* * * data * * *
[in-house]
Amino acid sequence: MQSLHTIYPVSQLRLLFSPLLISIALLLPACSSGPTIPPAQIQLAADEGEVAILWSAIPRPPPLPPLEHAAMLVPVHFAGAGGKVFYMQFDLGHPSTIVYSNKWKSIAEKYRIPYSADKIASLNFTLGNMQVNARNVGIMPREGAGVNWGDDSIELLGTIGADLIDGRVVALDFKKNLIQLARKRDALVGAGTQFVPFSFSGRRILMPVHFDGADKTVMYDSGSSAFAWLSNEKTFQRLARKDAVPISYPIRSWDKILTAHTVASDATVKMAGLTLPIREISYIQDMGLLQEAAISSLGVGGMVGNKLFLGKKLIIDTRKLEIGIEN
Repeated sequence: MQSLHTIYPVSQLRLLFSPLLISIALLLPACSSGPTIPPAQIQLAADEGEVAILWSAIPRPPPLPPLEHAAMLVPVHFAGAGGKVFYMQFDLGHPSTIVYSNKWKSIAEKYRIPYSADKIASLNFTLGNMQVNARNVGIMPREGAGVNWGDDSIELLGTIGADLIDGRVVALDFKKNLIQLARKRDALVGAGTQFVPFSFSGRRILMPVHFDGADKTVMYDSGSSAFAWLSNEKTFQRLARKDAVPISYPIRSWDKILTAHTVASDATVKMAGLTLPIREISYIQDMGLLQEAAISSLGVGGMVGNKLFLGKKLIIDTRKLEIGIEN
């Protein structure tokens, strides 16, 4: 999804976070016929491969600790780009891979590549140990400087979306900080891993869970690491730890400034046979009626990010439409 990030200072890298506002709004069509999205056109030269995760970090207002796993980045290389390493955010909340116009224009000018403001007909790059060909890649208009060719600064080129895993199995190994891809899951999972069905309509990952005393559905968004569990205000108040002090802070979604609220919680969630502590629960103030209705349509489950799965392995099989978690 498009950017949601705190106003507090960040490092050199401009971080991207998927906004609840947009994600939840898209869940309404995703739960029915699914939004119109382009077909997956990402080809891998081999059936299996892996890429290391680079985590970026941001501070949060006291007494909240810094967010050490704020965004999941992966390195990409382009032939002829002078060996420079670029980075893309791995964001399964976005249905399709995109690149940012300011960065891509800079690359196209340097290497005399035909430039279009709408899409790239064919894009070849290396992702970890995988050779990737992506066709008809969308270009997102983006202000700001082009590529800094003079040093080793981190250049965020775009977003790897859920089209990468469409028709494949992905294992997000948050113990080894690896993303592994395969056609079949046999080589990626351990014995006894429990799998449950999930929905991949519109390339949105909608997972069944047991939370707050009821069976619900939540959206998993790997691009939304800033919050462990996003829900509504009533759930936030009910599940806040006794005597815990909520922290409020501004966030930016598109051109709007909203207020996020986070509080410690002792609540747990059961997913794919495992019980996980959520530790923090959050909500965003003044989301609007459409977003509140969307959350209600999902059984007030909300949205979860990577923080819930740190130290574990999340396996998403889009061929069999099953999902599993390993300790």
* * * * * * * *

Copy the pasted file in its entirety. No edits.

[in-house]
Amino acid sequence: MQSLHTIYPVSQLRLLFSPLLISIALLLPACSSGPTIPPAQIQLAADEGEVAILWSAIPRPPPLPPLEHAAMLVPVHFAGAGGKVFYMQFDLGHPSTIVYSNKWKSIAEKYRIPYSADKIASLNFTLGNMQVNARNVGIMPREGAGVNWGDDSIELLGTIGADLIDGRVVALDFKKNLIQLARKRDALVGAGTQFVPFSFSGRRILMPVHFDGADKTVMYDSGSSAFAWLSNEKTFQRLARKDAVPISYPIRSWDKILTAHTVASDATVKMAGLTLPIREISYIQDMGLLQEAAISSLGVGGMVGNKLFLGKKLIIDTRKLEIGIEN
Repeated sequence: MQSLHTIYPVSQLRLLFSPLLISIALLLPACSSGPTIPPAQIQLAADEGEVAILWSAIPRPPPLPPLEHAAMLVPVHFAGAGGKVFYMQFDLGHPSTIVYSNKWKSIAEKYRIPYSADKIASLNFTLGNMQVNARNVGIMPREGAGVNWGDDSIELLGTIGADLIDGRVVALDFKKNLIQLARKRDALVGAGTQFVPFSFSGRRILMPVHFDGADKTVMYDSGSSAFAWLSNEKTFQRLARKDAVPISYPIRSWDKILTAHTVASDATVKMAGLTLPIREISYIQDMGLLQEAAISSLGVGGMVGNKLFLGKKLIIDTRKLEIGIEN
């Protein structure tokens, strides 16, 4: 999804976070016929491969600790780009891979590549140990400087979306900080891993869970690491730890400034046979009626990010439409 990030200072890298506002709004069509999205056109030269995760970090207002796993980045290389390493955010909340116009224009000018403001007909790059060909890649208009060719600064080129895993199995190994891809899951999972069905309509990952005393559905968004569990205000108040002090802070979604609220919680969630502590629960103030209705349509489950799965392995099989978690 498009950017949601705190106003507090960040490092050199401009971080991207998927906004609840947009994600939840898209869940309404995703739960029915699914939004119109382009077909997956990402080809891998081999059936299996892996890429290391680079985590970026941001501070949060006291007494909240810094967010050490704020965004999941992966390195990409382009032939002829002078060996420079670029980075893309791995964001399964976005249905399709995109690149940012300011960065891509800079690359196209340097290497005399035909430039279009709408899409790239064919894009070849290396992702970890995988050779990737992506066709008809969308270009997102983006202000700001082009590529800094003079040093080793981190250049965020775009977003790897859920089209990468469409028709494949992905294992997000948050113990080894690896993303592994395969056609079949046999080589990626351990014995006894429990799998449950999930929905991949519109390339949105909608997972069944047991939370707050009821069976619900939540959206998993790997691009939304800033919050462990996003829900509504009533759930936030009910599940806040006794005597815990909520922290409020501004966030930016598109051109709007909203207020996020986070509080410690002792609540747990059961997913794919495992019980996980959520530790923090959050909500965003003044989301609007459409977003509140969307959350209600999902059984007030909300949205979860990577923080819930740190130290574990999340396996998403889009061929069999099953999902599993390993300790």